Try the drink with those proportions as described and tell me what you think. My sensitive palate didn't pick up anything distinctive from the grenadine other than what I've described above. If I had real Goslings or Myers in the house I think I might have done this differently, but I had to make do since it was too late to go on a liquor run. I still think I'll stand by my earlier assertion that the drink was damned tasty as it was and the float of the dark on top would have been the cherry on the cake. That might just be the Smith & Cross that's so distinctive and makes everything tastier though.


Edited by KatieLoeb (log)

Katie M. Loeb
Booze Muse, Spiritual Advisor

Author: Shake, Stir, Pour:Fresh Homegrown Cocktails

Cheers!
Bartendrix,Intoxicologist, Beverage Consultant, Philadelphia, PA
Captain Liberty of the Good Varietals, Aphrodite of Alcohol

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The Smith & Cross really does make everything sing. I, too, just got around to playing with a homemade orgeat based largely on Darcy's recipe and with a bit of orange flower and rose water and some organic almond extract as well to brighten up and sharpen the almond flavors. I regret being a little impatient and overheating the food-processed almonds to maximize milk extraction because i got some solids clumping that cost me some of the extracted oils and it shows a bit in the texture of the final product, but it is still quite tasty.

The winning mai tai recipe and rum combination thus far has been:

0.75 oz Smith & Cross

0.75 oz Rhum St. James Hors D'Age aged agricole

0.75 oz Appleton 12

0.75 oz fresh lime juice

0.5 oz Clement Creole Shrub

0.5 oz homemade orgeat

0.25 simple

spent lime shell and fresh spring mint garnish

This is a bulletproof mai tai.

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I think the light roasting/heating of the almonds and then the soak in hot water with a little vodka really helped extract a lot of oils out that would have required the usual two to three soaks to get out. Bonus was I only got one baking sheet and the blender dirty, everything was one step and then sit overnight, and only had to do the strain and squeeze one time. Also I was really careful not to heat it too high afterward. Just enough to dissolve in the sugar. I didn't want to risk "cooking" the delicate almond flavor out. This morning it has separated a bit, but only at the bottom 20% or so, so it seems the xanthan gum has at least helped to hold the emulsion together. I'd still shake it before using regardless, just to make certain it was uniform.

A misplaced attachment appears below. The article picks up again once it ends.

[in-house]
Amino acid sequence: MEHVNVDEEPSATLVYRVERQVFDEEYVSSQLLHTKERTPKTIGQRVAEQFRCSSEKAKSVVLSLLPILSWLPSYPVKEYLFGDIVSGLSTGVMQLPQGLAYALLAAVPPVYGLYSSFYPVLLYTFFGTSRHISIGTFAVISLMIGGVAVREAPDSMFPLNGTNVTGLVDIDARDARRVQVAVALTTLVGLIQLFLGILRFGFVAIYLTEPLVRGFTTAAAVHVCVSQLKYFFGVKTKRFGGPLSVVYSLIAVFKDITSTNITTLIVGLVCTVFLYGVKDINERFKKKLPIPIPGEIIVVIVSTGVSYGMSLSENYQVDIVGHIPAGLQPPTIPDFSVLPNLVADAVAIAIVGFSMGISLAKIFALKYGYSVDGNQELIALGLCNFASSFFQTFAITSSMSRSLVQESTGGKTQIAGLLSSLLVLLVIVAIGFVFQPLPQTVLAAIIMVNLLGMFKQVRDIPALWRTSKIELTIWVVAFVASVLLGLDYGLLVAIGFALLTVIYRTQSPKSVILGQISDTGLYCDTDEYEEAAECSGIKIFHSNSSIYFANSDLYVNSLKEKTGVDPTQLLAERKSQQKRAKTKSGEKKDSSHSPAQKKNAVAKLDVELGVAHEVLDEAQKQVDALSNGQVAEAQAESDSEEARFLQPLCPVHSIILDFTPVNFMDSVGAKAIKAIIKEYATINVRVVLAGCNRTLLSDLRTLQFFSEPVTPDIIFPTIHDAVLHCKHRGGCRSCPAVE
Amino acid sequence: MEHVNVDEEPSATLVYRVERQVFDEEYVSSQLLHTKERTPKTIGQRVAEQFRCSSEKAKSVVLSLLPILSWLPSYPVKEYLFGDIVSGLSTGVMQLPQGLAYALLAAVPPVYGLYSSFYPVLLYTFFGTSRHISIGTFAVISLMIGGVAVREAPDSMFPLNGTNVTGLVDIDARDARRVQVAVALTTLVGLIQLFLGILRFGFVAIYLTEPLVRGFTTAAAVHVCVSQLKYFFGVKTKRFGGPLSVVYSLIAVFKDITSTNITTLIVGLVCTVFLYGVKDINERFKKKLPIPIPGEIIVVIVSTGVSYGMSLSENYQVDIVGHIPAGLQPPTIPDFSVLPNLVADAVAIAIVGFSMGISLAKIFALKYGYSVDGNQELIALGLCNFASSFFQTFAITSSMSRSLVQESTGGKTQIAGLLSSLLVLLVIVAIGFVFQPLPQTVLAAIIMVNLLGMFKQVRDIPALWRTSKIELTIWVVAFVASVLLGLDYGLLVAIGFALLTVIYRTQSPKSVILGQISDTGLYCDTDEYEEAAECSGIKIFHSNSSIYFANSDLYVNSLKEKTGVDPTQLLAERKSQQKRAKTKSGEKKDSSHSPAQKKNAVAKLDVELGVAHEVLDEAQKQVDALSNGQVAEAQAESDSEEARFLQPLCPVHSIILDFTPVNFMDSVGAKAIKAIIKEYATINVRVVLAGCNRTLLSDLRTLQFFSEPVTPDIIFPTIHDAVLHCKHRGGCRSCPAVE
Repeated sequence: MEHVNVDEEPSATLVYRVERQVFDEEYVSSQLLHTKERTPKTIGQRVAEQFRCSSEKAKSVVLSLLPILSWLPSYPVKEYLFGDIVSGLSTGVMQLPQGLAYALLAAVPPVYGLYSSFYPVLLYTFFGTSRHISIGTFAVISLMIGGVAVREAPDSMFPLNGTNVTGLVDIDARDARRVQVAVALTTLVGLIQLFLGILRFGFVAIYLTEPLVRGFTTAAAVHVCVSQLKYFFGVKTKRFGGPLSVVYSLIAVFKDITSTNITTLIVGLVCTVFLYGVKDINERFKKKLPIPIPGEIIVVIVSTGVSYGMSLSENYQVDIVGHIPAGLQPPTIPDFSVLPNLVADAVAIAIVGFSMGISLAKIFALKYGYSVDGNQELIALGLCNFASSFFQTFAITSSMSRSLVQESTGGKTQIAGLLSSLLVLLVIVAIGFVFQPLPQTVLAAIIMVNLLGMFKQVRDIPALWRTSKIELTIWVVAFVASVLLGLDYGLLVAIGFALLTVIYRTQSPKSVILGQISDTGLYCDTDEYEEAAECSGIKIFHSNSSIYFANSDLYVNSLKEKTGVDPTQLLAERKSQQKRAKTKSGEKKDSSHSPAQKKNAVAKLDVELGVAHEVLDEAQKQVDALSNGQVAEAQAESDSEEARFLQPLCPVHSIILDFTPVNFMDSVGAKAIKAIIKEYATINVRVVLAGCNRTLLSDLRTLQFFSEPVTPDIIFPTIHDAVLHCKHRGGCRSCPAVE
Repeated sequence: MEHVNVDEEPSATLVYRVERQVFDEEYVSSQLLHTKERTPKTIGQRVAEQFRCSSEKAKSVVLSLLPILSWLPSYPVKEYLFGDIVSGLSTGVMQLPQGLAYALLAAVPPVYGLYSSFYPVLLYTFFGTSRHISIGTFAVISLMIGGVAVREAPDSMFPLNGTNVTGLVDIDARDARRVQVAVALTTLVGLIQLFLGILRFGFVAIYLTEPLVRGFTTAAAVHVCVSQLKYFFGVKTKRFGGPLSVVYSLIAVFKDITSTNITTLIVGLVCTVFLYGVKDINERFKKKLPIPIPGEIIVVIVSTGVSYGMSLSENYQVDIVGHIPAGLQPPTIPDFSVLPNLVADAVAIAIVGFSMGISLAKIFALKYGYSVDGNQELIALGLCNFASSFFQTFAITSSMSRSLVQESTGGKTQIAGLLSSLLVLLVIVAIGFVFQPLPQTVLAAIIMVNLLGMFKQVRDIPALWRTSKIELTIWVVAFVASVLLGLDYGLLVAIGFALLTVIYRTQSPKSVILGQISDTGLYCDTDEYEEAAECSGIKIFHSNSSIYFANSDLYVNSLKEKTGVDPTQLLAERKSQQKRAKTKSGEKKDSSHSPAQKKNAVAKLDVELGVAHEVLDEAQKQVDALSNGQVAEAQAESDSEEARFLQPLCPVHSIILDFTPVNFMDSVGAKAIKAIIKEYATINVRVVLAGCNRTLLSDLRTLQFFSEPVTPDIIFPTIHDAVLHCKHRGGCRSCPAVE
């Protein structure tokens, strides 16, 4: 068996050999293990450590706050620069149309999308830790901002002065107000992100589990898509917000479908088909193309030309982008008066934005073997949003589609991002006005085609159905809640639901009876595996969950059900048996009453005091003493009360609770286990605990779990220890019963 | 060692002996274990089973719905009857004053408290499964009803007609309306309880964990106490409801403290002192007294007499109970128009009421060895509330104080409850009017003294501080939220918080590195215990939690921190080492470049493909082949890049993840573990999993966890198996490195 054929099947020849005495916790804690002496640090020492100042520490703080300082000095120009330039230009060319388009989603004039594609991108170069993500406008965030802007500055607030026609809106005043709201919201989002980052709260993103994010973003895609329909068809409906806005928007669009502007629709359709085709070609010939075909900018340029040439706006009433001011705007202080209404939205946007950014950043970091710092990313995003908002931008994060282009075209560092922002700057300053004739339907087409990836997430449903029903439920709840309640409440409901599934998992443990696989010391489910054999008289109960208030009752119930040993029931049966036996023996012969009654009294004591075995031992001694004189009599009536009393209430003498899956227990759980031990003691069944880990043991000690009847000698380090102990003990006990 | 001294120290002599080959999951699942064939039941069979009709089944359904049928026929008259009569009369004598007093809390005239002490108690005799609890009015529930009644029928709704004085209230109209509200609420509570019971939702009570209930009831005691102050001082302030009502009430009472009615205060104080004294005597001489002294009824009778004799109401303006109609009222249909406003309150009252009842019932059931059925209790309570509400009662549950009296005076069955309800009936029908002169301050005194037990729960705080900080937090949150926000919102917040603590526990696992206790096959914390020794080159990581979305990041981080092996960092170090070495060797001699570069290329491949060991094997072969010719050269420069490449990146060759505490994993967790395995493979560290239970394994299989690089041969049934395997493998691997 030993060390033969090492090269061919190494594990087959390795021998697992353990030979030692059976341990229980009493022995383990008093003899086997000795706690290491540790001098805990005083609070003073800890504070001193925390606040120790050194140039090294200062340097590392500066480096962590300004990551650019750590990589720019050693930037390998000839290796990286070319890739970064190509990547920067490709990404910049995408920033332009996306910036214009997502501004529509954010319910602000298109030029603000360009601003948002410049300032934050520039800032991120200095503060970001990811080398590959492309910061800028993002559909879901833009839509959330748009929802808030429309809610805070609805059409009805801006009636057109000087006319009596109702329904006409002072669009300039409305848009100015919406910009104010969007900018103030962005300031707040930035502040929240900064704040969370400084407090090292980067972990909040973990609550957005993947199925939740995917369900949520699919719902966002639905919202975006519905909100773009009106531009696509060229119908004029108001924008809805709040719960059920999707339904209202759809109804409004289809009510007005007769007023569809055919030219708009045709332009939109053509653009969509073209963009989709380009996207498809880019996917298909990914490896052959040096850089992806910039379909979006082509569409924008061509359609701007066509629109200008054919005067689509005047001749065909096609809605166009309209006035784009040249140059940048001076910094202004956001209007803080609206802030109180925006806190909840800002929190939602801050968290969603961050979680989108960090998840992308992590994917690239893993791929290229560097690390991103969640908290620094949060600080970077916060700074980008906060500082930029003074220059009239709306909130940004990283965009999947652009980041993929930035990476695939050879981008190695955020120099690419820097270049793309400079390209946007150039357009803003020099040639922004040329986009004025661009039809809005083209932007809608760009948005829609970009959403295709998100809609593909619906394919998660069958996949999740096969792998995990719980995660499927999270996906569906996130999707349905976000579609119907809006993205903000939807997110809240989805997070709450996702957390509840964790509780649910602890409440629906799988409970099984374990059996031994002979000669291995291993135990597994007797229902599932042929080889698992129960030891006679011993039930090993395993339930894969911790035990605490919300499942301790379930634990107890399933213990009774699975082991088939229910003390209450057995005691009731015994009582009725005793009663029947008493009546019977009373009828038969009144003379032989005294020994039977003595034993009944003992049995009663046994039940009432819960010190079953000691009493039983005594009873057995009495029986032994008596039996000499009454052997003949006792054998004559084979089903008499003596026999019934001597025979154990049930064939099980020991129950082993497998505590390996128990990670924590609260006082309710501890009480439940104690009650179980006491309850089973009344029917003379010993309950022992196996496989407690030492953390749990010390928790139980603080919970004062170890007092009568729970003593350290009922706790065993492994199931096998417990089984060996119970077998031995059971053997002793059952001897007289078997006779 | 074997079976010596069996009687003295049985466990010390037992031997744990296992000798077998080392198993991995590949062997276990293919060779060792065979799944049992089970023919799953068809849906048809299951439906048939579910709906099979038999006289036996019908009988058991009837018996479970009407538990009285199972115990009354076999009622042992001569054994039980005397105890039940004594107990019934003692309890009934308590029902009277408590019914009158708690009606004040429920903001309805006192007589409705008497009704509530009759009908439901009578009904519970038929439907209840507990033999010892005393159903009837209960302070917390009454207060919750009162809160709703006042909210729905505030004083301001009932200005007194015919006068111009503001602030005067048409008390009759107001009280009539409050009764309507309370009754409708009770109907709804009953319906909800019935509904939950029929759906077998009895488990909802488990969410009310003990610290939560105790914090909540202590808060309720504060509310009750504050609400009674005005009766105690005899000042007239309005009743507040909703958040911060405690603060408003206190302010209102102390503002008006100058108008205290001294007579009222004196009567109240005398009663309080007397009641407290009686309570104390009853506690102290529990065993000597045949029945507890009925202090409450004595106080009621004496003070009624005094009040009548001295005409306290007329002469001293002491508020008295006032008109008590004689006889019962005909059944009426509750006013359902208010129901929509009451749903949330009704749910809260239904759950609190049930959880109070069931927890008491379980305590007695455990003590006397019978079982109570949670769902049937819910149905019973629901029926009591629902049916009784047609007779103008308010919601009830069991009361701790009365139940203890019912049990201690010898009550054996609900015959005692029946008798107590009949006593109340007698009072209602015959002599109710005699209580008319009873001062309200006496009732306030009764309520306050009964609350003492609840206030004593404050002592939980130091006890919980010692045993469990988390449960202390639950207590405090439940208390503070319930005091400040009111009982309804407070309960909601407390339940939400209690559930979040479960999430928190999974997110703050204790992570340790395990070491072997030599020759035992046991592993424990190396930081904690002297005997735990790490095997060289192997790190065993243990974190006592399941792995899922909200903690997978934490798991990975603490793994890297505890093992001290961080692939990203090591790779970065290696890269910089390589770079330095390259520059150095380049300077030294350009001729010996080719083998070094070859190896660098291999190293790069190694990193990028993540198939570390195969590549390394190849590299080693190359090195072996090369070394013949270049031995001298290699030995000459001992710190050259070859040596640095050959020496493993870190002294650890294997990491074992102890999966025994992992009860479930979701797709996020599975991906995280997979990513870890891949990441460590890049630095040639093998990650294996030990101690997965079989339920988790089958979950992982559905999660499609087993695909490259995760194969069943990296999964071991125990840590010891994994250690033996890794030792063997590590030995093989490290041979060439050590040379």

edited to add:

Yeah, that Smith & Cross just makes everything it touches more delicious. It's both the navy strength as well as the very "rummy" flavor profile. I just love using it. Best thing in the world for tiki drinks.


Edited by KatieLoeb (log)

Katie M. Loeb
Booze Muse, Spiritual Advisor

Author: Shake, Stir, Pour:Fresh Homegrown Cocktails

Cheers!
Bartendrix,Intoxicologist, Beverage Consultant, Philadelphia, PA
Captain Liberty of the Good Varietals, Aphrodite of Alcohol

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It's not clear to me that orgeat is all about the oils. If that were true, then the best way to make orgeat would be to emulsify whatever blend of almond oils you like into sugar water and then stabilize it with something like Ticaloid 201 S (a blend of xanthan gum and gum arabic that stabilizes emulsions and provides suspension). It seems to me that part of almond milk and orgeat comes from suspended almond solids. Really, you should be able to radically increase the yield by using something like a rotor stator homogenizer to blend in 100% of the almond and then reduce the particle size down to something that would be below the tongue's detection threshold and would remain in colloidal suspension.

Either way, there would be some benefit from using something like Ticaloid for stability. Using too much xanthan gum creates a ropey, slimy texture in my opinion.


Samuel Lloyd Kinsey

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I think I got a lot of flavor/"milk" out in addition to just oils by pulsing the softened almonds in the blender down to a small nugget size (think like the bits of peanut in crunchy peanut butter)and letting that sit overnight in the hot water to cool and steep.

:shrug: Science was never my strong suit. I'm just trying to do this in a way that simplifies the process and makes it less intimidating, while using my past experiences with making infusions and syrups to use some techniques that might not have been mentioned before. In the end I only used 1/8 tsp. of xanthan gum. Doesn't seem to have adversely changed the texture in any way, just seems to be helping hold it together better than other orgeats I've seen that don't include it. This might not be the end all method, but I think it's a simpler method with a very good end result.


Katie M. Loeb
Booze Muse, Spiritual Advisor

Author: Shake, Stir, Pour:Fresh Homegrown Cocktails

Cheers!
Bartendrix,Intoxicologist, Beverage Consultant, Philadelphia, PA
Captain Liberty of the Good Varietals, Aphrodite of Alcohol